When we move about a room, the shapes of things change. How can these changes be anticipated, or compensated, without complete reprocessing? The results of eye and head rotation are simple: things move in the visual field but keep their shapes; but changing place causes large shape changes that depend both on angle and on distance relations between the object and observer. The problem is particularly important for fast-moving animals because a model of the scene must be built up from different, partially analyzed views. Perhaps the need to do this, even in a relatively primitive fashion, was a major evolutionary stimulus to develop frame-systems, and later, other symbolic mechanisms.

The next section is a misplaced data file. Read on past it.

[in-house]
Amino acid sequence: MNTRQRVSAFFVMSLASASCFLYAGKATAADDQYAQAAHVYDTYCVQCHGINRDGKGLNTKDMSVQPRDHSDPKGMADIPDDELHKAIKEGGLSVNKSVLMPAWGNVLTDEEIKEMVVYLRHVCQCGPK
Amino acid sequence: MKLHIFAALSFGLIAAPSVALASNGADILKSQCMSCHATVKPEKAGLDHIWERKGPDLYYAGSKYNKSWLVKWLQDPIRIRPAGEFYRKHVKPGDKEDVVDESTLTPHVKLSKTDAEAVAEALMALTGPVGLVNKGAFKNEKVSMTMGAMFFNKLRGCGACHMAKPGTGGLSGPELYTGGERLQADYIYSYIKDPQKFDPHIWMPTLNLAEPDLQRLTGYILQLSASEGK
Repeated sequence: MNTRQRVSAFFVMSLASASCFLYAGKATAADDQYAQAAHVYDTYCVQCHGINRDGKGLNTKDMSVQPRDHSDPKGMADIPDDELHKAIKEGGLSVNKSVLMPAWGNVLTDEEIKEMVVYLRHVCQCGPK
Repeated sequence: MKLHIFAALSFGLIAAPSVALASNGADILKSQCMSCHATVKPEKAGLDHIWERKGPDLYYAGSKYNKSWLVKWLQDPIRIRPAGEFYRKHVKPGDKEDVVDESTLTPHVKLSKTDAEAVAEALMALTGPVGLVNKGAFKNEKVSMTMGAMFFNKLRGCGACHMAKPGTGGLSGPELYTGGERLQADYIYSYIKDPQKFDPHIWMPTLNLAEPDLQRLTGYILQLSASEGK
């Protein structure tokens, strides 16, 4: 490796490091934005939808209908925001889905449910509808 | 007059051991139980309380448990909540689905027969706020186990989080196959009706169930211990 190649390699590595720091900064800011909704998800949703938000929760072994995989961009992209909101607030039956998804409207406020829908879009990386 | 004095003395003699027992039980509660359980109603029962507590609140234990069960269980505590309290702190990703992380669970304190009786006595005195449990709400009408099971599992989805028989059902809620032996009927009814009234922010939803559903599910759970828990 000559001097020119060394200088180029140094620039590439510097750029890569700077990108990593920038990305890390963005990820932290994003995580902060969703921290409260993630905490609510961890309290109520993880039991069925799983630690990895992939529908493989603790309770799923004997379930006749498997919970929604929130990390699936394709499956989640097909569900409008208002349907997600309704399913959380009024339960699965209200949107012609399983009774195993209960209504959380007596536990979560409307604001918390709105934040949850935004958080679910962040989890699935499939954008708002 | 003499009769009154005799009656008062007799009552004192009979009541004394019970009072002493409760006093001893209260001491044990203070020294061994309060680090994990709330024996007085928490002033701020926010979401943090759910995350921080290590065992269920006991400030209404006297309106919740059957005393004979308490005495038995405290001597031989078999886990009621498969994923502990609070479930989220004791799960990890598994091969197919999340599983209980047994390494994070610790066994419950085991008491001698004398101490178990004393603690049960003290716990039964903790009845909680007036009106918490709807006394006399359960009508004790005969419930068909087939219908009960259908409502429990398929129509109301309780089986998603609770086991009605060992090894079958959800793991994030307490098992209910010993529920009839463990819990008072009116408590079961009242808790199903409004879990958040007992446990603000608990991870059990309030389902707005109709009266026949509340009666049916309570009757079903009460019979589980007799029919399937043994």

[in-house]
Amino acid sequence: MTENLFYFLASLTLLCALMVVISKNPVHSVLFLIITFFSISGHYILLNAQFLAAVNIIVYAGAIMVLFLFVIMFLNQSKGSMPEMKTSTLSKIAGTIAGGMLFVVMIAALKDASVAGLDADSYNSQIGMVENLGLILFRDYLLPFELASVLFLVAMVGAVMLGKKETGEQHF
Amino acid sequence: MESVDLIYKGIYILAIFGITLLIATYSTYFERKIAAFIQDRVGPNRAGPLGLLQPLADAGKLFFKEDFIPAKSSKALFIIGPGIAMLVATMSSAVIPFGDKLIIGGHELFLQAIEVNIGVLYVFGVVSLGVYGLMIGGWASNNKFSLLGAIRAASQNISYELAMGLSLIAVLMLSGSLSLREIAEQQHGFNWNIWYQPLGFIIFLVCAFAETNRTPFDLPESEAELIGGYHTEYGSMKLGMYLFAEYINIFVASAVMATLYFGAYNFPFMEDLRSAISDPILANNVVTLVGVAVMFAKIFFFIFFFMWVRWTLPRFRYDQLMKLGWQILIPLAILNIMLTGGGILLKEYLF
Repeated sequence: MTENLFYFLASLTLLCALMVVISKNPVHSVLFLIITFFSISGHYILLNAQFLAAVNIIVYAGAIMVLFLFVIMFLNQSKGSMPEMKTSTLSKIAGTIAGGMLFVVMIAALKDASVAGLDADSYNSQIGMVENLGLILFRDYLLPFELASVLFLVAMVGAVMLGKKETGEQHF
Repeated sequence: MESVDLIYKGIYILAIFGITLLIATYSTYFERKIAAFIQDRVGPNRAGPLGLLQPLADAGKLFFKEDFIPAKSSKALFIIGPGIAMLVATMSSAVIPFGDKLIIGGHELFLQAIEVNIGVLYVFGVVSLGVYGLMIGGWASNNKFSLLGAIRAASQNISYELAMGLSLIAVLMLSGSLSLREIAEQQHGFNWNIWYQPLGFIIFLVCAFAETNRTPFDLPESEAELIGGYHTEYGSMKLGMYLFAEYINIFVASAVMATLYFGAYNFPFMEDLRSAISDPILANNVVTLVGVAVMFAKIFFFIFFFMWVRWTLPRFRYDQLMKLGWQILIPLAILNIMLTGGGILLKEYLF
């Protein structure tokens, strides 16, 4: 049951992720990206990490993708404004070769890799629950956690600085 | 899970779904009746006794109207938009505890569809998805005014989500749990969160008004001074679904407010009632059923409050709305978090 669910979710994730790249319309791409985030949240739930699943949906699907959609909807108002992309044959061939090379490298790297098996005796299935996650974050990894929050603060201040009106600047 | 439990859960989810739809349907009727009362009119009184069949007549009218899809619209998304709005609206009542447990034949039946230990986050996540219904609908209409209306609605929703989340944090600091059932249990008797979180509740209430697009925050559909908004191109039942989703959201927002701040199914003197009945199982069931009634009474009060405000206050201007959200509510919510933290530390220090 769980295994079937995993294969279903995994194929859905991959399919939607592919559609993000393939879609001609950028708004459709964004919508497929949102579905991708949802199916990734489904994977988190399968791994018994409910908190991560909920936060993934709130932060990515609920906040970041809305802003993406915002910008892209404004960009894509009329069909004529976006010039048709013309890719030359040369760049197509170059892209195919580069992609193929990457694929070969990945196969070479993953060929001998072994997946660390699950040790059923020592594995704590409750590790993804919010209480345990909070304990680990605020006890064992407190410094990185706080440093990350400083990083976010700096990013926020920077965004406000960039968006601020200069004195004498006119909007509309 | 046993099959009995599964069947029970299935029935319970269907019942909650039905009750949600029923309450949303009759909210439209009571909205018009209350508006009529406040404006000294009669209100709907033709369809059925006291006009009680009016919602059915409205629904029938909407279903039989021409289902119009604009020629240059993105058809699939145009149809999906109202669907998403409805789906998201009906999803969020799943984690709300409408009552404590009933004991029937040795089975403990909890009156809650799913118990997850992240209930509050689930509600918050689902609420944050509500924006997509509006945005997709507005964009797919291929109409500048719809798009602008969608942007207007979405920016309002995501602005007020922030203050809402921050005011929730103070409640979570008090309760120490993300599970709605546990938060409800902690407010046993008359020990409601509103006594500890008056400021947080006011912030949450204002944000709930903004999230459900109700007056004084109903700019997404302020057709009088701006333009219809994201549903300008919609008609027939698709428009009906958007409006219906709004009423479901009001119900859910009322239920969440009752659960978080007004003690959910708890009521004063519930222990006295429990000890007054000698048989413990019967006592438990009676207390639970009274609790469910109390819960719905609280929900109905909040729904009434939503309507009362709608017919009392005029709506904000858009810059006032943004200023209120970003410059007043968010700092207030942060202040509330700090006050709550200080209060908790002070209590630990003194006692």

A Framework for Representing Knowledge
MIT-AI Laboratory Memo 306, June, 1974.